Pop-Tarts and the Millenials: A Fair Assessment?

The 18 to 30-somethings…AKA the Millenials, Generation Y, The Lost Generation, Generation C (as in connected). Everyone is trying to figure them out.. the marketers*, the hiring managers, the critics and the fortune tellers.


  • Millenials are unmotivated and entitled.
  • They don’t know how to relate in person, because they’re always on their phones.
  • They aren’t willing to work for the lifestyles that expect to have.

Personally, I’m on the cusp between Generation X and the Baby Boomers. More on one side of the cusp than the other, but that’s not the point now, is it?


Every generation is nostalgic and a bit narrow minded about their own era. We love to reminisce: It wasn’t like that when I was a kid; we never got away with that; and kids today don’t have our work ethic.

Is it possible that our elders said the same things about us? Sure!

Take, for instance, the Pop-Tart Argument.

I had four older brothers between the ages of 18 and 24, so they weren’t around the house much. I was a 12-year old with a bad attitude. One day my dad zeroed in on what must have been the cause of my entitlement. “Your brothers didn’t have Pop-Tarts!” Ouch. You know you’re growing up in a large family when “Pop-Tarts” represent excess.

What I’m trying to say is this: maybe we’re guilty of applying less-than-fair measures that cause us to stereotype the next generation.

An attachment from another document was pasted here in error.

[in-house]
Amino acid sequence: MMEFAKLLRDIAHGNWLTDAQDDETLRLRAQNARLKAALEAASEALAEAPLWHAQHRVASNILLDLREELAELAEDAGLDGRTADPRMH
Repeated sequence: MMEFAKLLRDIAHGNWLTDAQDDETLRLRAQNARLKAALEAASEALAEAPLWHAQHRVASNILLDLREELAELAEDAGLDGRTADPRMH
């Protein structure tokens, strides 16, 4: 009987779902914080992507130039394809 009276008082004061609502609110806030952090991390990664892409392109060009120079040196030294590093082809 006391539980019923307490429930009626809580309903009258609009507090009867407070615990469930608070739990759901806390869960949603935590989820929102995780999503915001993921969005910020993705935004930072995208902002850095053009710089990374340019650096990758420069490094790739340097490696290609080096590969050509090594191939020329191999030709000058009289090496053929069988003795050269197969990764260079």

I’m going to step out and say with confidence that the millenials are not entitled, lazy, unproductive or any of the other derogatory comments I hear about their lack of work ethic. I see too much of the positive. Other sources agree:

According to, “Millenials don’t only use social media; they invented it. Mark Zuckerberg, along with the inventors of Instagram and Tumblr and Snapchat, are all millennials and all millionaires.”

The New York Times points out characteristics unique to the millenials: tolerant, empathetic, health conscious, committed to corporate citizenship and capable of navigating technology that is advancing at a dizzying pace.

Over the next few weeks, I’ll be sharing the stories of regional millenials who are improving our world through leadership, innovation and business savvy.

Stay tuned, and at least for now, table the Pop-Tart Argument.


*Why should marketers care? According to Forbes, millenials control $2 trillion in liquid assets; that number is expected to surge to $7 trillion by the end of the decade, before some millenials even reach the height of their careers.